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The Cambridge Companion to George Orwell available in Paperback
- Pub. Date:
- Cambridge University Press
George Orwell is regarded as the greatest political writer in English of the twentieth century. The massive critical literature on Orwell has not only become extremely specialized, and therefore somewhat inaccessible to the nonscholar, but it has also attributed to and even created misconceptions about the man, the writer and his literary legacy. For these reasons, an overview of Orwell's writing and influence is an indispensable resource. Accordingly, this 2007 Companion serves as both an introduction to Orwell's work and furnishes numerous innovative interpretations and fresh critical perspectives on it. Throughout the Companion, which includes chapters dedicated to two of Orwell's major novels, Nineteen Eighty-Four and Animal Farm, Orwell's work is placed within the context of the political and social climate of the time. His response to the Depression, British imperialism, Stalinism, World War II, and the politics of the British Left are also examined.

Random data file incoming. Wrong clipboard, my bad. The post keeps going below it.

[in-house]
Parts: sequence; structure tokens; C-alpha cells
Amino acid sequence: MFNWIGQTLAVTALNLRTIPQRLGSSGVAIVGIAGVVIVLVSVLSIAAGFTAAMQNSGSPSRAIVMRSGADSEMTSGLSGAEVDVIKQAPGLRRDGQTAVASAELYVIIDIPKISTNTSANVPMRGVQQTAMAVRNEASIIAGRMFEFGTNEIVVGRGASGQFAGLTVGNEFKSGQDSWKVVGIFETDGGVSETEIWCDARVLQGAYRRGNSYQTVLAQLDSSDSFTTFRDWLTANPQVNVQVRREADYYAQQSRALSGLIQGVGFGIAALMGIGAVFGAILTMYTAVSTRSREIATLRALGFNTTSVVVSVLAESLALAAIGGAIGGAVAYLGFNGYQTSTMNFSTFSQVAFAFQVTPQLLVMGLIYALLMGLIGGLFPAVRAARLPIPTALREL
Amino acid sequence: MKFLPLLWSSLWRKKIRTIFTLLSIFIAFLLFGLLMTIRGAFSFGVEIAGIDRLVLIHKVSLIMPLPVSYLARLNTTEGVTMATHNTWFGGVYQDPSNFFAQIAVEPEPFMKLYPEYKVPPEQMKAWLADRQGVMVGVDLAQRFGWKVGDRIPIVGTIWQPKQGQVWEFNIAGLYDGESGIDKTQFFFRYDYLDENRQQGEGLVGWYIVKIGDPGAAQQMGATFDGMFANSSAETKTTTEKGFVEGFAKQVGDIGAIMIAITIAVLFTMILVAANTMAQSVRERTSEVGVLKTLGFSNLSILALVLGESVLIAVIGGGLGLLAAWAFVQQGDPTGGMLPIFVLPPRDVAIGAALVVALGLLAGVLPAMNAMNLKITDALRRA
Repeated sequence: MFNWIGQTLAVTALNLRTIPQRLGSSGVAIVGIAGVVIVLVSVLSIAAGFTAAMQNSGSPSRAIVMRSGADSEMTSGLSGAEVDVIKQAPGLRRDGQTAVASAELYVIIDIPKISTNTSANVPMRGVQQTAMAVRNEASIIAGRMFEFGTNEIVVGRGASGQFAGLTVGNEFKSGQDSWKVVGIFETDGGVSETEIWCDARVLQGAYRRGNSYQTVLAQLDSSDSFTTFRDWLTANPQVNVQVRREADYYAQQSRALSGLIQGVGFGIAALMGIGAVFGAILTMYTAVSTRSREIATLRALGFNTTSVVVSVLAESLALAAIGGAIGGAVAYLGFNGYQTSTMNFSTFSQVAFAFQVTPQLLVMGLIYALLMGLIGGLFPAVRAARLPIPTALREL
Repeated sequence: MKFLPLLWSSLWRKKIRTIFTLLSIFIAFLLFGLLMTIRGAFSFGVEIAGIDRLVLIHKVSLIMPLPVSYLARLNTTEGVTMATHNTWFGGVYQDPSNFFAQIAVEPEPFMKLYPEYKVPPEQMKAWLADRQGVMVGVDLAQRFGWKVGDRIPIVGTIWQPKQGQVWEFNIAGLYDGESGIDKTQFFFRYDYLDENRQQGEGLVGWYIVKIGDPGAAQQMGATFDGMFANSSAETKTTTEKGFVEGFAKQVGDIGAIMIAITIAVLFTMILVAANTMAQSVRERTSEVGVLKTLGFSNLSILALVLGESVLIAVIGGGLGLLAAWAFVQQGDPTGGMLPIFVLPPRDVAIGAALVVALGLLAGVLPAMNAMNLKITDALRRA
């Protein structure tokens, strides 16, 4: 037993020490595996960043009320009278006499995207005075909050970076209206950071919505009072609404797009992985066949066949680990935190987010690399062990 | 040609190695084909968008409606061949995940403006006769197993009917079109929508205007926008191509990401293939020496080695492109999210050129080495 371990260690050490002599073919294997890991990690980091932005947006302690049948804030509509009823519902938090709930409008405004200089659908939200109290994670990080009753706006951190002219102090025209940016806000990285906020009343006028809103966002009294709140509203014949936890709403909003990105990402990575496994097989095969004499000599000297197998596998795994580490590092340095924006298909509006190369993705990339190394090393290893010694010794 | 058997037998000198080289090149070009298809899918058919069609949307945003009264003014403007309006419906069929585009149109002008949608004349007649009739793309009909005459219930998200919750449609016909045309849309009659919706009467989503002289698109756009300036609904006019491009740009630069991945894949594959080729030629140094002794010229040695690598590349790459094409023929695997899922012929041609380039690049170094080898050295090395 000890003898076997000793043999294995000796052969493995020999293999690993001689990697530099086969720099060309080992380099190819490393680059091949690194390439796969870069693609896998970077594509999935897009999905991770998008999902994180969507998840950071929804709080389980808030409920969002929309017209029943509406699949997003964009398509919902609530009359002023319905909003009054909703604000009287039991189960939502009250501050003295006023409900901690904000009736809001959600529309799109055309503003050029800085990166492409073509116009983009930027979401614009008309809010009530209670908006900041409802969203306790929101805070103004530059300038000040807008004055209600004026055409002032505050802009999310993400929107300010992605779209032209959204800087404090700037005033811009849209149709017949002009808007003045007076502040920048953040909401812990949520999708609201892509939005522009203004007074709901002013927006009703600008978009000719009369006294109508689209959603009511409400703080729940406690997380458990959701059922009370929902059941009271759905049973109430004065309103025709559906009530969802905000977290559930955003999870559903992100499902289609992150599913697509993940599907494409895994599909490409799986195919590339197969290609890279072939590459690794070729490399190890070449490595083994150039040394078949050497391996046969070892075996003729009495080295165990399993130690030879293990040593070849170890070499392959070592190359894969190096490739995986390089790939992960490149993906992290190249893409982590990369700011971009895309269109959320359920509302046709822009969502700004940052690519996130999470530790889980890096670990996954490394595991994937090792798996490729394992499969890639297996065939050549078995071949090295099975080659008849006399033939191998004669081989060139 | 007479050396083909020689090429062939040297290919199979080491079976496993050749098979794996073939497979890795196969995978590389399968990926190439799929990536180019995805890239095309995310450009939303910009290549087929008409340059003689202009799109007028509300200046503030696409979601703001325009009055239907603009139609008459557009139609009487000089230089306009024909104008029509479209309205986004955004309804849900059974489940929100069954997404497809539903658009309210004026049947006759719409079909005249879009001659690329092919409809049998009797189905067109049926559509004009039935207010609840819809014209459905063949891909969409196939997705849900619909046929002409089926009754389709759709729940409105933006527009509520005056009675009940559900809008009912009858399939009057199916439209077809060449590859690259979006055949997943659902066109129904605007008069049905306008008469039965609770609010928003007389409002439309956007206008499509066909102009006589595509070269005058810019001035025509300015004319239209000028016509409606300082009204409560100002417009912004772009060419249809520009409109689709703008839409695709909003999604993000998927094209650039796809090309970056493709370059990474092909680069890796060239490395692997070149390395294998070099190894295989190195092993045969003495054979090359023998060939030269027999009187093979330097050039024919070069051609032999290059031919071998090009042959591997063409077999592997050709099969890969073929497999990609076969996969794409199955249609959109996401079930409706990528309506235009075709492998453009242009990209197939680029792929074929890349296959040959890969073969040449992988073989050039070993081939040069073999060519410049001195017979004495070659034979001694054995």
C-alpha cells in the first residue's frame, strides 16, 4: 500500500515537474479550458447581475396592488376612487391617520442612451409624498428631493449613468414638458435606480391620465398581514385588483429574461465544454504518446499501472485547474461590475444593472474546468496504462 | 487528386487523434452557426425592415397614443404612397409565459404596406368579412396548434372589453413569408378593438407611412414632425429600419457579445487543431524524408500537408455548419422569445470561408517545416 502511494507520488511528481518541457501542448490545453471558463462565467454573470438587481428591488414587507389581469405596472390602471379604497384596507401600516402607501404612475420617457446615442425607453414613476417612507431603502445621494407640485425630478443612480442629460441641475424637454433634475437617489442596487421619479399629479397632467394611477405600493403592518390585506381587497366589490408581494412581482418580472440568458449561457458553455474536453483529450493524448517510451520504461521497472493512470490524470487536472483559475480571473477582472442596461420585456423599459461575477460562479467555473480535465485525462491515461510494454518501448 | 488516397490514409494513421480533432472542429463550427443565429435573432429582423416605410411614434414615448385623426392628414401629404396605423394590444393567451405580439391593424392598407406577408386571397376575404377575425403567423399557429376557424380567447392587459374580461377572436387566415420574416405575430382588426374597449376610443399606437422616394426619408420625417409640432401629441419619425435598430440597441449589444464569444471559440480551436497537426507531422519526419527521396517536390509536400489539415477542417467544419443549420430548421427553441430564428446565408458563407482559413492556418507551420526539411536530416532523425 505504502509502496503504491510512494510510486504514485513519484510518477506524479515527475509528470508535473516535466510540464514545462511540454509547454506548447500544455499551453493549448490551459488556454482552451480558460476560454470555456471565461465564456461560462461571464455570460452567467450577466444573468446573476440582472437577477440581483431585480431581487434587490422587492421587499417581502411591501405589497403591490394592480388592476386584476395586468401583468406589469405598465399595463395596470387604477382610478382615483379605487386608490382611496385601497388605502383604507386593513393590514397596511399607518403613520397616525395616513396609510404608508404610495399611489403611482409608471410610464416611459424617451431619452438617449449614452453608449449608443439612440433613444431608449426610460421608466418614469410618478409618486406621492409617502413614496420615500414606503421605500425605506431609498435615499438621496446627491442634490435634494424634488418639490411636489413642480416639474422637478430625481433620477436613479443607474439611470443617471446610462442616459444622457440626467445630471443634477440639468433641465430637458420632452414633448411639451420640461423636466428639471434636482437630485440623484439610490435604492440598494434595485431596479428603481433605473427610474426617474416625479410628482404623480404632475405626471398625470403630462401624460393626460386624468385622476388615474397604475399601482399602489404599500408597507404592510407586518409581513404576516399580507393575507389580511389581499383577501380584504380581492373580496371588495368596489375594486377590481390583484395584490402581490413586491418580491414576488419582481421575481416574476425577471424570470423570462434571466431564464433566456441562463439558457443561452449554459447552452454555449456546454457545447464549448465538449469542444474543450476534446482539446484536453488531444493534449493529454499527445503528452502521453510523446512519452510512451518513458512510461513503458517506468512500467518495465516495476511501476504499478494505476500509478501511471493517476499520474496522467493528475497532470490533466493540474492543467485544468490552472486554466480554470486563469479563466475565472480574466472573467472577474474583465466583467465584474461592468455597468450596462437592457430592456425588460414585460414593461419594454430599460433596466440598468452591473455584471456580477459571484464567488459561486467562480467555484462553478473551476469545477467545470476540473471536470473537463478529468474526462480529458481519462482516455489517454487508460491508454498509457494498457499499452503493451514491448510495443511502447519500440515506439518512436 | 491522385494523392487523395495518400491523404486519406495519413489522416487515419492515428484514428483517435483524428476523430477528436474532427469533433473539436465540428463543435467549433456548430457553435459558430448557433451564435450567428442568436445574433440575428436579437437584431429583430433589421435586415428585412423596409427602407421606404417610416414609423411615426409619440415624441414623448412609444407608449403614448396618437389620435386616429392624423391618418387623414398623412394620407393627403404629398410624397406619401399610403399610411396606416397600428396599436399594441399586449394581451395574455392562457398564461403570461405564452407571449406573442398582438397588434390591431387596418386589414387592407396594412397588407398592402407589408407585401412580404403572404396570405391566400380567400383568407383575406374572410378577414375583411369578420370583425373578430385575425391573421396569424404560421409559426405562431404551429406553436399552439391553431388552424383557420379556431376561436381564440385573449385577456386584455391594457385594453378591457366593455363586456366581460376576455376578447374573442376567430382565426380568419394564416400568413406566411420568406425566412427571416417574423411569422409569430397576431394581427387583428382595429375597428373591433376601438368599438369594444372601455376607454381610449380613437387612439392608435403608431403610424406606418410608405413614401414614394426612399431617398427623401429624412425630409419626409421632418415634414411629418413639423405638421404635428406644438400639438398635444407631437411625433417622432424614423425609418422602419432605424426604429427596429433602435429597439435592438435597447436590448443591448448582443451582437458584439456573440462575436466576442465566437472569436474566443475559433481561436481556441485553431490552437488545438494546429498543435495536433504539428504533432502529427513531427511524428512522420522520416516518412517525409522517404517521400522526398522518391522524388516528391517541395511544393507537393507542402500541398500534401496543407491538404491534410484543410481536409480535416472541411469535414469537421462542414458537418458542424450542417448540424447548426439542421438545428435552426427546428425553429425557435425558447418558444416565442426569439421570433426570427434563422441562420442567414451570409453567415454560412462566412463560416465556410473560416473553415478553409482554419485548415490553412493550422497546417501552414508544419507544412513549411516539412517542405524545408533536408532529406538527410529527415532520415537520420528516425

Table of Contents
Preface; Notes on contributors; An Orwell calendar John Rodden; 1. A political writer John Rossi and John Rodden; 2. Orwell and the biographers Gordon Bowker; 3. Englands his Englands: Orwell's Britain between the wars Jonathan Rose; 4. The truths of experience: Orwell's nonfiction of the 1930s Margery Sabin; 5. The fictional realist: novels of the 1930s Michael Levenson; 6. Orwell's essays as a literary experience William Cain; 7. 'My Country, Right or Left': Orwell's patriotism John Rossi; 8. Orwell and the British left Ian Williams; 9. Orwell, anti-semitism, and the Holocaust John Newsinger; 10. Orwell and the Cold War Robert Conquest; 11. Animal Farm: history as fable M. Dickstein; 12. Nineteen Eighty-Four: context and controversy B. Crick; 13. Orwell, the academy, and the intellectuals Neil McLaughlin; 14. Orwell for today's reader: an open letter John Rodden; 15. George Orwell: a bibliographic essay Erika Gottlieb; 16. Why Orwell still matters Christopher Hitchens; Further reading.